As if the world of content marketing needs more acronyms, we’re now faced with the real-world dilemma of HTTP and HTTPS.
In 2014, Google announced its intent to make the internet more secure. To do so, it moved its Google domain-specific websites over to HTTPS with the goal of forcing other sites to do the same.
As of summer 2017, the volume of encrypted traffic surpassed the volume of unencrypted traffic, meaning we’ve reached a promising tipping point for global internet security. It also means that sites that do not currently utilize HTTPS gain the reputation of unreliability and lax customer privacy standards.
For marketers, converting from the HTTP protocol to HTTPS is a business decision that impacts every user (prospect) that comes to your site. So, make the switch now.
Don’t fret — we know that change can be intimidating. But, understanding how to perform http to https migration is a smart digital marketing move that will benefit you in the long run. In this article, we’ll cover everything you need to know, step by step:
- Buy an SSL Certificate.
- Install an SSL Certificate on Your Web Hosting Account.
- Ensure Internal Links Direct to HTTPS.
- Set Up 301 Redirects.
Terms To Know
Making the HTTPS conversion starts with familiarizing yourself with the standard lingo. To navigate the transition from HTTP traffic to the proper HTTPS version, let’s walk through the key terms to know:
- HTTP (Hypertext Transfer Protocol) — The foundation of online communication (how information is sent from a server to a browser).
- HTTPS (Hypertext Transfer Protocol Secure) — HTTP but within an encrypted layer of security. This enables a site to work with HTTPS traffic.
- Encryption — Encoding information so it’s only accessible by authorized parties.
- SSL (Secure Sockets Layer) — Technology protocol that creates encrypted communication links between servers and browsers.
- SSL Certificate — Data files that encrypt digital information and activate secure connections when installed on a web server. This is sometimes shortened to “SSL cert.”
- DNS (Domain Name Servers) — Directory of domain names that are translated to IP addresses.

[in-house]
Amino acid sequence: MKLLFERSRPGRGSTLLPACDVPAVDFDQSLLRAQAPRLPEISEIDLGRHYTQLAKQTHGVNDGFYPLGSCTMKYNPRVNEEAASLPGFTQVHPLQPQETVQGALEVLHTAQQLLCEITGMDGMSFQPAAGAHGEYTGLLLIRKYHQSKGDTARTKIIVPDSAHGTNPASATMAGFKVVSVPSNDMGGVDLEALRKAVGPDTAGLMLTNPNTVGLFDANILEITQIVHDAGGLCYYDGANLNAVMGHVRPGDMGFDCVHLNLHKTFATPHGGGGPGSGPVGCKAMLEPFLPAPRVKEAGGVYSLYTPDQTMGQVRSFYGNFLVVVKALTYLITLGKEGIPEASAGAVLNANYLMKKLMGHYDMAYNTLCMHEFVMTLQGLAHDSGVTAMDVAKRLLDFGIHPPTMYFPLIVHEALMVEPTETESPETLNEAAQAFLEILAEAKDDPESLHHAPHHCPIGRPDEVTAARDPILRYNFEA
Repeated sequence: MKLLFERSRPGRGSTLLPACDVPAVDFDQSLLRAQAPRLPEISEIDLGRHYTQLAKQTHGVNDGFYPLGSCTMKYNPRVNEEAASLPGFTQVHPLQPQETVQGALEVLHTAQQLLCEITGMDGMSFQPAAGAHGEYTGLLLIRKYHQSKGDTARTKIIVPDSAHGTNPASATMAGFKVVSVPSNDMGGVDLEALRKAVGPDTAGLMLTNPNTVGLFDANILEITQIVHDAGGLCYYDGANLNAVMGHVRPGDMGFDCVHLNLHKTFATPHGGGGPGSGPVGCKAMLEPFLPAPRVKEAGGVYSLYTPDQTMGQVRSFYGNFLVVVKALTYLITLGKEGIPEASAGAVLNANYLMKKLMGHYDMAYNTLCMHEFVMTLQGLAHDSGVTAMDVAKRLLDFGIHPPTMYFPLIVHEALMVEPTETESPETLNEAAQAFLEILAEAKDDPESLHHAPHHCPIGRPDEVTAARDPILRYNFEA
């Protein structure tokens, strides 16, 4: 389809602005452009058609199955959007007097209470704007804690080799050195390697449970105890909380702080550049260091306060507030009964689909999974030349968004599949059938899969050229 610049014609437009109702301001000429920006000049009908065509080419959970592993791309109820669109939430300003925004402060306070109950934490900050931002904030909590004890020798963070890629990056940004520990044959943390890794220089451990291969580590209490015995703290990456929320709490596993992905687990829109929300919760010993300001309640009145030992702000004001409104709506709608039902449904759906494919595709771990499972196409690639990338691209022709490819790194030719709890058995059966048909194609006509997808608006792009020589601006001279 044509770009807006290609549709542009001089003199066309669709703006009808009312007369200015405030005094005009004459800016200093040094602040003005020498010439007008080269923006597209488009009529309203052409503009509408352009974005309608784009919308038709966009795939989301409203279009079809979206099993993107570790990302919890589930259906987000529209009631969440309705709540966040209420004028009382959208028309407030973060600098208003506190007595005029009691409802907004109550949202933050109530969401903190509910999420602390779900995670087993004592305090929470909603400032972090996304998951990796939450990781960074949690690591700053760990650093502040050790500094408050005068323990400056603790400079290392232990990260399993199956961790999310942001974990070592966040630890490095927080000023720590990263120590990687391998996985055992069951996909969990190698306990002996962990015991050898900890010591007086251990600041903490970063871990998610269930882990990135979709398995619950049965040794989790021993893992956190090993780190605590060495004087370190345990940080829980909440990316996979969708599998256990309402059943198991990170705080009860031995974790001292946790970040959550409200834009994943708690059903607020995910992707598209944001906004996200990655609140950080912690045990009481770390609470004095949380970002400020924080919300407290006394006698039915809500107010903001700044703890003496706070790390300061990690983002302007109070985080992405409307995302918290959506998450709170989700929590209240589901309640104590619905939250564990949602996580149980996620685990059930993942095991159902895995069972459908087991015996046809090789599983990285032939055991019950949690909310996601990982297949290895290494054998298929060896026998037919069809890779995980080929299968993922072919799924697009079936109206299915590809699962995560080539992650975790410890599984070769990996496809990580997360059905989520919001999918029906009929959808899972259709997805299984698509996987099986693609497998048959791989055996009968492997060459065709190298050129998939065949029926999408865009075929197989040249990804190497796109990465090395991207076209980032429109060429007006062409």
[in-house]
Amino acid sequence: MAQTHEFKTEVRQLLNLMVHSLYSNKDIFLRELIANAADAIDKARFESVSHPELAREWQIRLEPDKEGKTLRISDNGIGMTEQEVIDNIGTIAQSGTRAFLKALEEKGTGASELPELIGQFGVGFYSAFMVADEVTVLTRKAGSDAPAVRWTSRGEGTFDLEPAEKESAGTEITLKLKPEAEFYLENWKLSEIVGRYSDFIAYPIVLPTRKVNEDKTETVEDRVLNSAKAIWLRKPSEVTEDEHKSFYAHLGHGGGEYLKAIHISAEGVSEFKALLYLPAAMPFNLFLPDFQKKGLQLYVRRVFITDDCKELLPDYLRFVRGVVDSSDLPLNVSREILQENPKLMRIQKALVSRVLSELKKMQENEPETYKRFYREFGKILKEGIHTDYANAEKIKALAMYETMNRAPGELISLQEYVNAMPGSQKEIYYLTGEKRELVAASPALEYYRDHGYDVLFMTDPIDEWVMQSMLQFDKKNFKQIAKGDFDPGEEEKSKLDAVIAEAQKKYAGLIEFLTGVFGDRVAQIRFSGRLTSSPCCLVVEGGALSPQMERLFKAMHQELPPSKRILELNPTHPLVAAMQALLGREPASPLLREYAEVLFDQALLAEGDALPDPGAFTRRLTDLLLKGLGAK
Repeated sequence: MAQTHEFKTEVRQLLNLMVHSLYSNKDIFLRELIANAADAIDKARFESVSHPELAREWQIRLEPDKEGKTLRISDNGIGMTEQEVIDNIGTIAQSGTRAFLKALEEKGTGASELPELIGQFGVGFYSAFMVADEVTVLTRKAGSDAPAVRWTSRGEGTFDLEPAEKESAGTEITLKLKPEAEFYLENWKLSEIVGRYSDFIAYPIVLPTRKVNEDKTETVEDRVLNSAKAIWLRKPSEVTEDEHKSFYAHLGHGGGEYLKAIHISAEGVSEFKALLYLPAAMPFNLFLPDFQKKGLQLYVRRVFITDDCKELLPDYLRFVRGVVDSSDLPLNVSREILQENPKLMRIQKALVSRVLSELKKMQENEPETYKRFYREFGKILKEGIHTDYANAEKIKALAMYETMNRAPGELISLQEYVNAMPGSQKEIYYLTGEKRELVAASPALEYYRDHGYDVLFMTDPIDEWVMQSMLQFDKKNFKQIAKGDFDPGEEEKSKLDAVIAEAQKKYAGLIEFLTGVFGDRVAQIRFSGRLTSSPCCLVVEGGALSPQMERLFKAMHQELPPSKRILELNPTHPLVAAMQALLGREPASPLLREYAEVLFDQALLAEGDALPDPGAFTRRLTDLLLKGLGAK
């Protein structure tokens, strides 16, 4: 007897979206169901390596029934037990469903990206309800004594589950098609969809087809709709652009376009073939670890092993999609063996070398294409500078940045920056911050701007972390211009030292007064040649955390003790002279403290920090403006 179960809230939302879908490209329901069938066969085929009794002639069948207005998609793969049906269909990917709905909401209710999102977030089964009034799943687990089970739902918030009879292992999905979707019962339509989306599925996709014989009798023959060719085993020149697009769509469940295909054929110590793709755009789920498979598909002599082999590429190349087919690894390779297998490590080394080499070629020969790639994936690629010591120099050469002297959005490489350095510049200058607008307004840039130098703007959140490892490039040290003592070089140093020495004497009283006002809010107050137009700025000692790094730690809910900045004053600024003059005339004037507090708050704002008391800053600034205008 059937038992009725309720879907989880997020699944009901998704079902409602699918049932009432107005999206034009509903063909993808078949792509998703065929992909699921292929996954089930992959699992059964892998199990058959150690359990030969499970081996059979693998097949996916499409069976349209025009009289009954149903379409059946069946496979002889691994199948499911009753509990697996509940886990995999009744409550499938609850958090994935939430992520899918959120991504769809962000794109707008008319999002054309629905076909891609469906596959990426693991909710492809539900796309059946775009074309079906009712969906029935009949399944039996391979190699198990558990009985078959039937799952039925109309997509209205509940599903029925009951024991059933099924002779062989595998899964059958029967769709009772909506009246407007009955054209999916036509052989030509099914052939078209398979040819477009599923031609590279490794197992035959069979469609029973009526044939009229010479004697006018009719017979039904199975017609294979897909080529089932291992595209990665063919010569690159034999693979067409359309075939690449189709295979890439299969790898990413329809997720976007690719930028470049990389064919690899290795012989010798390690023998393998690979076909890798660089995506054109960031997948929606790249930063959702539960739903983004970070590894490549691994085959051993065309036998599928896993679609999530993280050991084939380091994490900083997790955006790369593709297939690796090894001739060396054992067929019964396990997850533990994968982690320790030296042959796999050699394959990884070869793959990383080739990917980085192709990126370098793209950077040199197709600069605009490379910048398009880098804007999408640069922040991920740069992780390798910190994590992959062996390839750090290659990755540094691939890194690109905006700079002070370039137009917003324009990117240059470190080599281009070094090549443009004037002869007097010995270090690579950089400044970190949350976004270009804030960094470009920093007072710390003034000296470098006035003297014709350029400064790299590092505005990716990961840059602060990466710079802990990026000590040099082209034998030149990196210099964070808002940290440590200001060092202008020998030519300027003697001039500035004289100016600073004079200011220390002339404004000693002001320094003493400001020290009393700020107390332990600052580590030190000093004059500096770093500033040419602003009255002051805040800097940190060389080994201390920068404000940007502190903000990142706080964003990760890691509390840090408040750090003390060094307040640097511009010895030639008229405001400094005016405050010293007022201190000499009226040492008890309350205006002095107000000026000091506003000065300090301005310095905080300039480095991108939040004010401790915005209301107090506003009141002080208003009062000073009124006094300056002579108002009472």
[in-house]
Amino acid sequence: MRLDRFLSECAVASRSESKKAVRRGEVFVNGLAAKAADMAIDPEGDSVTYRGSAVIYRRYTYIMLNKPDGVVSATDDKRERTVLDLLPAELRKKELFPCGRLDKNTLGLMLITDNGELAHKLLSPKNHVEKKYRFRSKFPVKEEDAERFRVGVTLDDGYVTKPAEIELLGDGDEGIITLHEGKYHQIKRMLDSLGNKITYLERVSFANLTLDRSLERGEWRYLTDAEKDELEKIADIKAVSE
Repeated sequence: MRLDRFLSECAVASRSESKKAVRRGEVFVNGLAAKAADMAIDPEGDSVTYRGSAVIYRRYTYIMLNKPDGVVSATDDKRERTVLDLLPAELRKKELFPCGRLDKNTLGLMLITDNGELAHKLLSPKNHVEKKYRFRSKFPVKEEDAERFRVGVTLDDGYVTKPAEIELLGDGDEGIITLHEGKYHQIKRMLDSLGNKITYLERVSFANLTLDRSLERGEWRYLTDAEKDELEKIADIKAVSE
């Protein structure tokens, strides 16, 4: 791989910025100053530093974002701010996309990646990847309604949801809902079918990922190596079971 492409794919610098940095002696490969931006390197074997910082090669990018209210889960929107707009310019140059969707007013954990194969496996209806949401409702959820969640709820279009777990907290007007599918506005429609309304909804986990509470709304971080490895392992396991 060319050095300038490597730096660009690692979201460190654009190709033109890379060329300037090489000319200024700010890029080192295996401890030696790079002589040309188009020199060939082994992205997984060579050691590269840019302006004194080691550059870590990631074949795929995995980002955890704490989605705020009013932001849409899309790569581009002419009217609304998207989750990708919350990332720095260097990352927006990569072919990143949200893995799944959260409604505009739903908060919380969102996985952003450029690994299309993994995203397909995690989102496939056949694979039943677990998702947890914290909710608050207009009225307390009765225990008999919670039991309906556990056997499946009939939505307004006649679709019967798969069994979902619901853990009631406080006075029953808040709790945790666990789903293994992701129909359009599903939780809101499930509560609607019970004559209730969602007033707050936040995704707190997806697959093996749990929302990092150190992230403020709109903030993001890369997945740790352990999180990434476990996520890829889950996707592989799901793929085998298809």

- Force HTTPS — A site owner can do this to easily transform their page from an HTTP version to an HTTPS connection.
- HTTP Redirect — This means a webpage has more than one URL. HTTP redirecting is sometimes used when content is deleted or moved so the correct page displays.
- HTTP Requests — When a web browser asks for information from an HTTP page, it’s either sending or receiving information to it.
- Htaccess — An htaccess file is a configuration file for websites that are hosted on an Apache HTTP web server. It’s designed to manage many properties of pages at once. You can only use htaccess if your domain is on an Apache HTTP web server.
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Why the Change?
The three primary reasons Google has pioneered the push toward HTTPS are encryption, data integrity and authentication.
Sites contain a higher level of integrity by making online information encrypted and authentic. Google rewards sites with integrity, as they’ve proven to be more valuable to searchers and are more likely to serve relevant content that’s free from errors or potentially suspicious activity.
Just as you wouldn’t purchase items from shady online stores, you wouldn’t hand over your personal information to websites that don’t convert to HTTPS. And, it’s very clear to see who has made the switch and who hasn’t.
Google Chrome defaults to showing a padlock to demonstrate a site is secure. We know this site is good to go.
On the other hand, we see the URL below doesn’t contain these security features and instead has an “i,” which provides information on why this domain is not secure.
For unsecured sites, Google sends you to this page for more support:
The red warning triangle appears in front of the URL for sites that have even greater security flaws.This indicates that the page lacks SSL certification.
Some cyber experts have taken to calling these designations “security-shaming.” Google has, in effect, security-shamed sites to switch to HTTPS or else risk the Scarlet Letter of insecurity.
An unsecured HTTP site will likely be ranked lower than one that’s secured with HTTPS, all other factors withstanding, so SEO cannot really be discussed until after an HTTPS conversion. That’s because Google provides a rankings boost to HTTPS sites but only does so if the content itself is relevant.
Easy 4-Step Process
An HTTPS redirect is simple. For safer data and a secure connection, here’s what you need to do to redirect an HTTP URL.
1. Buy an SSL Certificate
It’s best to buy an SSL Certificate directly from your hosting company as they can ensure it is activated and installed correctly on your server.
2. Install SSL Certificate on Your Web Hosting Account
Have your hosting company install the SSL Certificate. If you purchased from a third party, you’ll have to import the certificate into the hosting environment, which can be quite tricky without support. A simple SSL plugin can ease the transition.